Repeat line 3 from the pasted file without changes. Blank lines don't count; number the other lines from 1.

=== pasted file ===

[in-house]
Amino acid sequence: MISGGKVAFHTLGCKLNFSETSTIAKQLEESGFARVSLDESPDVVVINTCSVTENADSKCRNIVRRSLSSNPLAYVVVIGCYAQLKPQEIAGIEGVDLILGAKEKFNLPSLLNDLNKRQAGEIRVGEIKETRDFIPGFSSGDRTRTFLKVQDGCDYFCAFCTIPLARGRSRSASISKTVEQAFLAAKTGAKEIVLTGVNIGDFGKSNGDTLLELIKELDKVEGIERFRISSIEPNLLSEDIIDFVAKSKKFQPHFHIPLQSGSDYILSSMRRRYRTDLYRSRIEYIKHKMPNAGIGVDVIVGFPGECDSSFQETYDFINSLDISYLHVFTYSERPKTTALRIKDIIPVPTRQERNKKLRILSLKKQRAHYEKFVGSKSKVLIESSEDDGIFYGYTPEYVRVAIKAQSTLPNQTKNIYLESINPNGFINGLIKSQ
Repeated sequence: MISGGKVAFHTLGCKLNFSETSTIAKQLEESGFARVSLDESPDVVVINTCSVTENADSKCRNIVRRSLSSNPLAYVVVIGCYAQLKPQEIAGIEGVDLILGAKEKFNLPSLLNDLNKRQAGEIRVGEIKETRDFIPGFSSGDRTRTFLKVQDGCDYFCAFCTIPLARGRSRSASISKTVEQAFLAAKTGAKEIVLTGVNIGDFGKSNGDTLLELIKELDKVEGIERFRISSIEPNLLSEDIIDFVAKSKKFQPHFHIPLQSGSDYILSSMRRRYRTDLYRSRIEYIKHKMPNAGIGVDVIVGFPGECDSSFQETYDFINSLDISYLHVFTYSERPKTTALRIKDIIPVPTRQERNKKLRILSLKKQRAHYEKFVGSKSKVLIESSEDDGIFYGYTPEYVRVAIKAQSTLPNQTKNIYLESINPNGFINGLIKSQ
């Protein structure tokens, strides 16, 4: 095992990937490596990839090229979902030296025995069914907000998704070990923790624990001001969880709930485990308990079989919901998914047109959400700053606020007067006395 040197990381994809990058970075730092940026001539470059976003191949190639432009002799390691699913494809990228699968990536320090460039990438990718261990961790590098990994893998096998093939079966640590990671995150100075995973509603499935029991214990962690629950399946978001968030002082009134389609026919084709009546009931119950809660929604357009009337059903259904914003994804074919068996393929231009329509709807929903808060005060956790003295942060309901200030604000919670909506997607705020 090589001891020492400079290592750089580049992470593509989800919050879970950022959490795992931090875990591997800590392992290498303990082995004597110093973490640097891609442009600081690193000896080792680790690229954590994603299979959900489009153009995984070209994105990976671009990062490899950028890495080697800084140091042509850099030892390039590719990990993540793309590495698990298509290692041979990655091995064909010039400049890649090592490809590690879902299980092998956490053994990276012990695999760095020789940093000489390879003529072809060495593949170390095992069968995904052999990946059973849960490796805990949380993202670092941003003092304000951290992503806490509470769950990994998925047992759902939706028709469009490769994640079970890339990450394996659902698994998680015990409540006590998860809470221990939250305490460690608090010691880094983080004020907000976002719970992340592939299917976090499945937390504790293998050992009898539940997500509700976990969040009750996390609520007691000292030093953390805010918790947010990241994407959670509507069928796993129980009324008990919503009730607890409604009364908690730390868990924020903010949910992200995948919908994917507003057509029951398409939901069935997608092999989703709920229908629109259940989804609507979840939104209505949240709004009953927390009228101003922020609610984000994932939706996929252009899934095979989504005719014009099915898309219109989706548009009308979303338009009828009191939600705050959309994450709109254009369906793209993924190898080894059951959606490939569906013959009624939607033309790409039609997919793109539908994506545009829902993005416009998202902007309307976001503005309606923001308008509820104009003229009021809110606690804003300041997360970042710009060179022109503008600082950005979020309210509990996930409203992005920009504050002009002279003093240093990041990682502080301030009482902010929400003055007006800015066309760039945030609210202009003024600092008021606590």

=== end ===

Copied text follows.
Repeated sequence: MISGGKVAFHTLGCKLNFSETSTIAKQLEESGFARVSLDESPDVVVINTCSVTENADSKCRNIVRRSLSSNPLAYVVVIGCYAQLKPQEIAGIEGVDLILGAKEKFNLPSLLNDLNKRQAGEIRVGEIKETRDFIPGFSSGDRTRTFLKVQDGCDYFCAFCTIPLARGRSRSASISKTVEQAFLAAKTGAKEIVLTGVNIGDFGKSNGDTLLELIKELDKVEGIERFRISSIEPNLLSEDIIDFVAKSKKFQPHFHIPLQSGSDYILSSMRRRYRTDLYRSRIEYIKHKMPNAGIGVDVIVGFPGECDSSFQETYDFINSLDISYLHVFTYSERPKTTALRIKDIIPVPTRQERNKKLRILSLKKQRAHYEKFVGSKSKVLIESSEDDGIFYGYTPEYVRVAIKAQSTLPNQTKNIYLESINPNGFINGLIKSQ